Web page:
CAA attorney Richard Kendall had warned Simon and the guild’s lawyers September 6 that they could be sanctioned by the court if they didn’t dismiss his individual claims because they allegedly knew that his packaging claims were time-barred and “affirmatively false” – which would violate Rule 11 of the Federal Rules of Civil Procedure. That rule requires every pleading in federal court to be brought in good faith and for a proper purpose; to be based in law, and on factual allegations and evidence.
“David Simon’s claims are particularly egregious,” Kendall told the guild’s attorneys in September. “Simon claims that he was harmed because of his inclusion in a packaging arrangement for the television series, Homicide: Life on the Street, which was produced over seven seasons between 1993 and 1999. But Simon and CAA resolved that dispute in a binding settlement agreement, and on May 4, 2000, in return for a payment of $30,000, Simon expressly released CAA in writing from any and all claims with respect to Homicide, specifically including any claims arising out of CAA’s packaging fees.
“Since that time, at Simon’s request and as he has publicly acknowledged, CAA has not packaged a single one of Simon’s projects. Indeed, Simon has admitted publicly that he knew that his claims were released, and that he informed the WGA and the WGA’s attorneys that he had released his claims almost 20 years ago. There is no possible excuse for bringing claims on behalf of Simon.”
The guild’s counterclaim, Kendall said in his letter, “is brought not only on behalf of the WGA, but also on behalf of certain individuals, including David Simon, Meredith Stiehm, and Barbara Hall. Each of the claims from these individuals is – as the WGA and the writers well know – already released or barred by the statute of limitations. CAA already alerted the WGA to this deficiency in the state case, and there is no dispute about it whatsoever. Bringing claims that these individuals know or should know to a certainty have no basis is improper. To be clear, it will subject these individual litigants to personal sanction.”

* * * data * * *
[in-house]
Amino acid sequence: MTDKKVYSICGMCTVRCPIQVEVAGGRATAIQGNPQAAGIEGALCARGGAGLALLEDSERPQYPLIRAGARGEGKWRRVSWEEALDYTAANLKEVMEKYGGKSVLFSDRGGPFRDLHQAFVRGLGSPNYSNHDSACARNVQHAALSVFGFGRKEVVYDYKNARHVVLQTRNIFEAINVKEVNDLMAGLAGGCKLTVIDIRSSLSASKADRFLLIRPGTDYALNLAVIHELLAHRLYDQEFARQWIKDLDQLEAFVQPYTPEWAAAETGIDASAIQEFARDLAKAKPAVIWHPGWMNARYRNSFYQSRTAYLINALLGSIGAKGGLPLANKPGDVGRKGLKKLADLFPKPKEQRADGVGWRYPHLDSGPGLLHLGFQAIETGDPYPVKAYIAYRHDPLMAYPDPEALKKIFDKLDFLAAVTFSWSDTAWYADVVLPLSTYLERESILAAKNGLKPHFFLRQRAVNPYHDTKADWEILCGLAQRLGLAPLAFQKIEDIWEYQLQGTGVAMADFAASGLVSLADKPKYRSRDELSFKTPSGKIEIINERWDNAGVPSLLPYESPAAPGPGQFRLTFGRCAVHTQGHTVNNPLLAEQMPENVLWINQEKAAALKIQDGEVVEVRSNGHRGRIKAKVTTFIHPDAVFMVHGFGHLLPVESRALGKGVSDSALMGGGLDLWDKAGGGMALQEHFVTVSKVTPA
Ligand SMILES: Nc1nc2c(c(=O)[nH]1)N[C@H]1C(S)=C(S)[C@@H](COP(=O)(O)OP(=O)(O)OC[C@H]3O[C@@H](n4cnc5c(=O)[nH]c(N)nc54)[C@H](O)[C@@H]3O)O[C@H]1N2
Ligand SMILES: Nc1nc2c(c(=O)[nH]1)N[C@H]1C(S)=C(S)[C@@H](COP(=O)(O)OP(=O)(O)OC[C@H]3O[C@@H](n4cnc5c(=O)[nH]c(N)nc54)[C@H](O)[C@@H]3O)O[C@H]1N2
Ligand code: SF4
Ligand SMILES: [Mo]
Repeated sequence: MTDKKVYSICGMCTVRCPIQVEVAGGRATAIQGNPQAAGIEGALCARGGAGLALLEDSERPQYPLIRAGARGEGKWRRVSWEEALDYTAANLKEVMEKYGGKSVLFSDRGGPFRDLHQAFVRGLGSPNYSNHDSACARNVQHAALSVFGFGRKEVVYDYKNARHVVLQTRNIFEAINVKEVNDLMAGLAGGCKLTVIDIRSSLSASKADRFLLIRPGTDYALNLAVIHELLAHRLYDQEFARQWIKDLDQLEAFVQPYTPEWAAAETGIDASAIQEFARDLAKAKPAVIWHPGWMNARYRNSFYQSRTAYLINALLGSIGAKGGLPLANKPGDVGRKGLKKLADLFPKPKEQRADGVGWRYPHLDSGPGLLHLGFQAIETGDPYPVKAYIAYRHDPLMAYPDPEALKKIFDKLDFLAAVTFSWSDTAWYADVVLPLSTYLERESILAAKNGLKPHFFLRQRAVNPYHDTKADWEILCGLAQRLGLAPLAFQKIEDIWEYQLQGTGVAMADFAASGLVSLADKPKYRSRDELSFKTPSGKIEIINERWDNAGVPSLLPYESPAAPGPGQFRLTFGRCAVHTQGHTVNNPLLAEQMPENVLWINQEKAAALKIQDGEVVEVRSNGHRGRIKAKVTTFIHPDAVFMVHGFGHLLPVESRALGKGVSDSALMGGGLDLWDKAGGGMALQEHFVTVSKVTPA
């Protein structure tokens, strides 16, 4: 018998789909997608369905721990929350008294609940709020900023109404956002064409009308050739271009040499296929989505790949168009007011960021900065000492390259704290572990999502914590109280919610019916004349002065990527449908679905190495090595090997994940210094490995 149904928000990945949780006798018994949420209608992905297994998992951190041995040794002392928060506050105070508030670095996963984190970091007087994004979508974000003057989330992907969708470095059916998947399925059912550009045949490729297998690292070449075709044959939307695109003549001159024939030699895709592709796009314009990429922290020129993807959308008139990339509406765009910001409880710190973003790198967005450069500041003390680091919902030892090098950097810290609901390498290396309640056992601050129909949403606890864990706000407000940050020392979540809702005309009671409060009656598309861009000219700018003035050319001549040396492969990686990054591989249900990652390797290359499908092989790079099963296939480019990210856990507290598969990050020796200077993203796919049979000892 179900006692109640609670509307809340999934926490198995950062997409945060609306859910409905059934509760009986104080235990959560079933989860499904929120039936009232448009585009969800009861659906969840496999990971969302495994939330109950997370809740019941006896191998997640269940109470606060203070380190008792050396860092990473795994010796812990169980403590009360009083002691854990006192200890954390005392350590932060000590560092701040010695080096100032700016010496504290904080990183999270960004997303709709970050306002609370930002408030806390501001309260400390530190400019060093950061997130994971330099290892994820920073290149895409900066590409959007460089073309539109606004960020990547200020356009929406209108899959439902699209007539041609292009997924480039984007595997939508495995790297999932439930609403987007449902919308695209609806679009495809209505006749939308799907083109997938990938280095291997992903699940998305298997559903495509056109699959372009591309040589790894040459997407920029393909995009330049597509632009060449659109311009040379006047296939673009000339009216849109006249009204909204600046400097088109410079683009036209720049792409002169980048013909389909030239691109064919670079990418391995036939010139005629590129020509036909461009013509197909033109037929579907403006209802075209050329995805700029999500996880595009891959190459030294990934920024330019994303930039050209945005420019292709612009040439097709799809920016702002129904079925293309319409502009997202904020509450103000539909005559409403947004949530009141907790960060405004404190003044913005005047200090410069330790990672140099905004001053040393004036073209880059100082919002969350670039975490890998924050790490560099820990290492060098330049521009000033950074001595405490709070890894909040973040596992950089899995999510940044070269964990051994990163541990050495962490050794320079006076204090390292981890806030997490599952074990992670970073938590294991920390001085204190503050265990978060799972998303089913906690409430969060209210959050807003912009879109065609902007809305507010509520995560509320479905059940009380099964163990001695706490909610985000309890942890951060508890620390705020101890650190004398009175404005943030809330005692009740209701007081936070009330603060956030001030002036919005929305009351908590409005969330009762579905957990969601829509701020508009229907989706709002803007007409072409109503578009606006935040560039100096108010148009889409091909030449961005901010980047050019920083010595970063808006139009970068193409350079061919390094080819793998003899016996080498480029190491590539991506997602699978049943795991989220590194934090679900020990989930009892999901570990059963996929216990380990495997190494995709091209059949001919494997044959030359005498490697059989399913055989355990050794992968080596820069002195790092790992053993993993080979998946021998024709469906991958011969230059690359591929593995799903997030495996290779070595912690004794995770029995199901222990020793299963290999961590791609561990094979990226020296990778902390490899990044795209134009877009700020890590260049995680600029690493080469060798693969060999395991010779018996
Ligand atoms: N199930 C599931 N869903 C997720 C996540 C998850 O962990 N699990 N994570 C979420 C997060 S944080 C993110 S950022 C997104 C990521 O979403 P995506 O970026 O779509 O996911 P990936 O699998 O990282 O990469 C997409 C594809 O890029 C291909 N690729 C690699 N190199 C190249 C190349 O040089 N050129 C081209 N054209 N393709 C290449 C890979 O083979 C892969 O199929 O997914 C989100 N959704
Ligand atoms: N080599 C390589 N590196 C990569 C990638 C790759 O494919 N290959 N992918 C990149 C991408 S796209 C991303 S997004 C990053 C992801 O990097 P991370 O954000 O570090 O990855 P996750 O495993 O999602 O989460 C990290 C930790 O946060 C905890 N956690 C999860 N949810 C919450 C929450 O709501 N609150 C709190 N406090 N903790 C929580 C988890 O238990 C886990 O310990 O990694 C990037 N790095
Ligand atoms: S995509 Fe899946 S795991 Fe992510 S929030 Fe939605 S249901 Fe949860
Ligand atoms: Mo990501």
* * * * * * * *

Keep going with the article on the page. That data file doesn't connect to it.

“These individuals and the WGA and its counsel knew that their claims were barred when they brought them,” he wrote, “yet decided to bring them anyway.”
Stiehm and Hall have not dismissed their individual claims.
In his letter, Kendall also urged the guild’s attorneys “to re-evaluate its pleadings, and its approach to this litigation. We must insist that the WGA adhere to the legal standards that govern litigants in the federal courts. You have informed us, in a telephone conference held on September 3, 2019, that you expect the WGA to file an amended counterclaim in response to CAA’s First Amended Complaint. We expect that you will ensure that the amended counterclaim, unlike the WGA’s current Counterclaim, pleads facts and law in good faith as required by the Federal Rules. If your amended counterclaim does not do so, CAA will seek and obtain all of its available remedies to the full extent of the law, including sanctions under Rule 11 of the Federal Rules of Civil Procedure.”
The WGA filed suit in state court against the Big 4 agencies on April 17 – just days after it ordered all of its members to fire their agents who refuse to sign its original Code of Conduct, which banned packaging fees. CAA, WME and UTA countersued in federal court in June, claiming that the guild was involved in an “unlawful group boycott.” In August, the guild dropped its lawsuit in state court and consolidated its claims in federal court – where it now sits.
The next court date, which is scheduled for December 6, is set to hear the guild’s motion to dismiss the agencies’ consolidated anti-trust complaint. ICM Partners had originally been a defendant in the state case – which the guild dropped in August – and was not named as a defendant when the WGA consolidated its claims in federal court, leading the agency to claim “victory.”
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*Headline photo featured in Mr. Robb’s Deadline article